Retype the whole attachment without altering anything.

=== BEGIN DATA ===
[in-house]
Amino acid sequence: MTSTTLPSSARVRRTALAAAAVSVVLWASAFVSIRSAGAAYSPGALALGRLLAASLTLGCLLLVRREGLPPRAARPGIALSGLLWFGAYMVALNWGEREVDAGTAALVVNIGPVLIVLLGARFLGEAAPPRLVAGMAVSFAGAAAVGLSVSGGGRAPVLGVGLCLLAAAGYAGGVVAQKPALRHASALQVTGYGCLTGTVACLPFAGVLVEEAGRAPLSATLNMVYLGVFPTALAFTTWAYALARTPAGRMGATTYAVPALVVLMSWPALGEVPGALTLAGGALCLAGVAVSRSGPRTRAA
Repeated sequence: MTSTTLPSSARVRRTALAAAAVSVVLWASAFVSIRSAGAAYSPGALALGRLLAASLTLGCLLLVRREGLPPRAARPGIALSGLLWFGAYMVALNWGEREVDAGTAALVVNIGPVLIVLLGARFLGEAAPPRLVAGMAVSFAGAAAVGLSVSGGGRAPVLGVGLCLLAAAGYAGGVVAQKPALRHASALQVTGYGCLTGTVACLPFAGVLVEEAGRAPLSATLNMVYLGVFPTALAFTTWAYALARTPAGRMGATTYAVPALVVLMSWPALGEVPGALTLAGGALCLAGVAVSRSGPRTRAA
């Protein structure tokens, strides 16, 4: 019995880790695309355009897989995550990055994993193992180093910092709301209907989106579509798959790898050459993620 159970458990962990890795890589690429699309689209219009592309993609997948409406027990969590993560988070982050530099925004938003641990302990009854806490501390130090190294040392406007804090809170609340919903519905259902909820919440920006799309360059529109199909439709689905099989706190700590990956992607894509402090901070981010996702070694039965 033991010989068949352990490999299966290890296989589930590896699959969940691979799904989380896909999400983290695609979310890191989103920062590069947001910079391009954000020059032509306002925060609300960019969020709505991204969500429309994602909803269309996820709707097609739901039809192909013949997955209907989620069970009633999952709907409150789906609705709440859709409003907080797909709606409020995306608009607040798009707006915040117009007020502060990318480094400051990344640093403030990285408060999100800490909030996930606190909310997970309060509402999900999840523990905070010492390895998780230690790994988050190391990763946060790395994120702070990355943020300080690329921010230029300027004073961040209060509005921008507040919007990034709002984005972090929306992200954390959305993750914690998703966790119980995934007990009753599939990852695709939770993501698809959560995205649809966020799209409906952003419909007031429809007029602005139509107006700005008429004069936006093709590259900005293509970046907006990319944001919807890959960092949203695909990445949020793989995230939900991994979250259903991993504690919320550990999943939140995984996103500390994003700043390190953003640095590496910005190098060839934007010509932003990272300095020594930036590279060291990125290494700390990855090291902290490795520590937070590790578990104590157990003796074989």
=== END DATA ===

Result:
[in-house]
Amino acid sequence: MTSTTLPSSARVRRTALAAAAVSVVLWASAFVSIRSAGAAYSPGALALGRLLAASLTLGCLLLVRREGLPPRAARPGIALSGLLWFGAYMVALNWGEREVDAGTAALVVNIGPVLIVLLGARFLGEAAPPRLVAGMAVSFAGAAAVGLSVSGGGRAPVLGVGLCLLAAAGYAGGVVAQKPALRHASALQVTGYGCLTGTVACLPFAGVLVEEAGRAPLSATLNMVYLGVFPTALAFTTWAYALARTPAGRMGATTYAVPALVVLMSWPALGEVPGALTLAGGALCLAGVAVSRSGPRTRAA
Repeated sequence: MTSTTLPSSARVRRTALAAAAVSVVLWASAFVSIRSAGAAYSPGALALGRLLAASLTLGCLLLVRREGLPPRAARPGIALSGLLWFGAYMVALNWGEREVDAGTAALVVNIGPVLIVLLGARFLGEAAPPRLVAGMAVSFAGAAAVGLSVSGGGRAPVLGVGLCLLAAAGYAGGVVAQKPALRHASALQVTGYGCLTGTVACLPFAGVLVEEAGRAPLSATLNMVYLGVFPTALAFTTWAYALARTPAGRMGATTYAVPALVVLMSWPALGEVPGALTLAGGALCLAGVAVSRSGPRTRAA
């Protein structure tokens, strides 16, 4: 019995880790695309355009897989995550990055994993193992180093910092709301209907989106579509798959790898050459993620 159970458990962990890795890589690429699309689209219009592309993609997948409406027990969590993560988070982050530099925004938003641990302990009854806490501390130090190294040392406007804090809170609340919903519905259902909820919440920006799309360059529109199909439709689905099989706190700590990956992607894509402090901070981010996702070694039965 033991010989068949352990490999299966290890296989589930590896699959969940691979799904989380896909999400983290695609979310890191989103920062590069947001910079391009954000020059032509306002925060609300960019969020709505991204969500429309994602909803269309996820709707097609739901039809192909013949997955209907989620069970009633999952709907409150789906609705709440859709409003907080797909709606409020995306608009607040798009707006915040117009007020502060990318480094400051990344640093403030990285408060999100800490909030996930606190909310997970309060509402999900999840523990905070010492390895998780230690790994988050190391990763946060790395994120702070990355943020300080690329921010230029300027004073961040209060509005921008507040919007990034709002984005972090929306992200954390959305993750914690998703966790119980995934007990009753599939990852695709939770993501698809959560995205649809966020799209409906952003419909007031429809007029602005139509107006700005008429004069936006093709590259900005293509970046907006990319944001919807890959960092949203695909990445949020793989995230939900991994979250259903991993504690919320550990999943939140995984996103500390994003700043390190953003640095590496910005190098060839934007010509932003990272300095020594930036590279060291990125290494700390990855090291902290490795520590937070590790578990104590157990003796074989």